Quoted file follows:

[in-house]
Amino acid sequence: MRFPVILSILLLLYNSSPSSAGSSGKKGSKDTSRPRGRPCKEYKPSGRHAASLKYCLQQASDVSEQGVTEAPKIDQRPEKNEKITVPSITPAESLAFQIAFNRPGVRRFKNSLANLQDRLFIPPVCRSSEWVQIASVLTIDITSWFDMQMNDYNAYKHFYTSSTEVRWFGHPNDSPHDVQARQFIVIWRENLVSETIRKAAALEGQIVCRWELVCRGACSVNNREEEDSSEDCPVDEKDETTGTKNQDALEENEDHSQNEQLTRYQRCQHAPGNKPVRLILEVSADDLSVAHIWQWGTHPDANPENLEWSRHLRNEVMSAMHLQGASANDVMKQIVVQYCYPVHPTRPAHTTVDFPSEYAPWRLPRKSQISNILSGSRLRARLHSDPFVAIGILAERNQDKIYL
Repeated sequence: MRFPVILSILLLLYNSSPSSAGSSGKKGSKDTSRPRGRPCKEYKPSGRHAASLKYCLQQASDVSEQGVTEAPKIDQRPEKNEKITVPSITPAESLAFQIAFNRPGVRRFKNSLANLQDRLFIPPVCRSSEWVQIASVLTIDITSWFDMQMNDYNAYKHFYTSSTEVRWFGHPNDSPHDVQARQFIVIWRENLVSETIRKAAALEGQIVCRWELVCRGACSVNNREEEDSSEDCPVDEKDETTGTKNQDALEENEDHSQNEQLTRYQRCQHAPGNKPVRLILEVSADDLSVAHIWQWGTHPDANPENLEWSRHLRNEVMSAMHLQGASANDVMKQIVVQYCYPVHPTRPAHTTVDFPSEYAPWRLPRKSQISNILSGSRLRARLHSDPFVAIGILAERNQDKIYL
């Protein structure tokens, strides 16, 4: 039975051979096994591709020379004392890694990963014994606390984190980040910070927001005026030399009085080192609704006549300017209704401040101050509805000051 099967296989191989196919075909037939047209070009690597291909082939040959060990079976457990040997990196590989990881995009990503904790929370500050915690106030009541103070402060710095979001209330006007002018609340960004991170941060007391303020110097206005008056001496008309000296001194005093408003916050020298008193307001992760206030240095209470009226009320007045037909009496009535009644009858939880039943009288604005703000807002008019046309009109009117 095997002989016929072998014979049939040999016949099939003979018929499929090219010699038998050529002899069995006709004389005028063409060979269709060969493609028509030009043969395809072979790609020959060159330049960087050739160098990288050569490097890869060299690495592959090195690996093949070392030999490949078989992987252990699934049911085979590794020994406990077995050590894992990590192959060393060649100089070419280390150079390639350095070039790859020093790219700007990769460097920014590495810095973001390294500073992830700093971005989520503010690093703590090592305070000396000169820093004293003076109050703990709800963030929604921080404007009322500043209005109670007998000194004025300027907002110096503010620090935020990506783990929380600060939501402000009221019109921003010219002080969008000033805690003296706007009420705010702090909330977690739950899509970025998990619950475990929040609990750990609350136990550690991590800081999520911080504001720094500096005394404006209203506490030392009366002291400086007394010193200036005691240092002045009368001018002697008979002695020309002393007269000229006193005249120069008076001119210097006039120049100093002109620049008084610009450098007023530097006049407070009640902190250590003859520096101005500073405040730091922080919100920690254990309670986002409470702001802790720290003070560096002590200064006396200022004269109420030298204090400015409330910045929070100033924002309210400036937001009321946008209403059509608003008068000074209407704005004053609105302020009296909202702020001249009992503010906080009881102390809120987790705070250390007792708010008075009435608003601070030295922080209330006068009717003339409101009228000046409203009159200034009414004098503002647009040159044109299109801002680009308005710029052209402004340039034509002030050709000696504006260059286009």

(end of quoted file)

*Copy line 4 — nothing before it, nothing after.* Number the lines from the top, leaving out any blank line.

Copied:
């Protein structure tokens, strides 16, 4: 039975051979096994591709020379004392890694990963014994606390984190980040910070927001005026030399009085080192609704006549300017209704401040101050509805000051 099967296989191989196919075909037939047209070009690597291909082939040959060990079976457990040997990196590989990881995009990503904790929370500050915690106030009541103070402060710095979001209330006007002018609340960004991170941060007391303020110097206005008056001496008309000296001194005093408003916050020298008193307001992760206030240095209470009226009320007045037909009496009535009644009858939880039943009288604005703000807002008019046309009109009117 095997002989016929072998014979049939040999016949099939003979018929499929090219010699038998050529002899069995006709004389005028063409060979269709060969493609028509030009043969395809072979790609020959060159330049960087050739160098990288050569490097890869060299690495592959090195690996093949070392030999490949078989992987252990699934049911085979590794020994406990077995050590894992990590192959060393060649100089070419280390150079390639350095070039790859020093790219700007990769460097920014590495810095973001390294500073992830700093971005989520503010690093703590090592305070000396000169820093004293003076109050703990709800963030929604921080404007009322500043209005109670007998000194004025300027907002110096503010620090935020990506783990929380600060939501402000009221019109921003010219002080969008000033805690003296706007009420705010702090909330977690739950899509970025998990619950475990929040609990750990609350136990550690991590800081999520911080504001720094500096005394404006209203506490030392009366002291400086007394010193200036005691240092002045009368001018002697008979002695020309002393007269000229006193005249120069008076001119210097006039120049100093002109620049008084610009450098007023530097006049407070009640902190250590003859520096101005500073405040730091922080919100920690254990309670986002409470702001802790720290003070560096002590200064006396200022004269109420030298204090400015409330910045929070100033924002309210400036937001009321946008209403059509608003008068000074209407704005004053609105302020009296909202702020001249009992503010906080009881102390809120987790705070250390007792708010008075009435608003601070030295922080209330006068009717003339409101009228000046409203009159200034009414004098503002647009040159044109299109801002680009308005710029052209402004340039034509002030050709000696504006260059286009």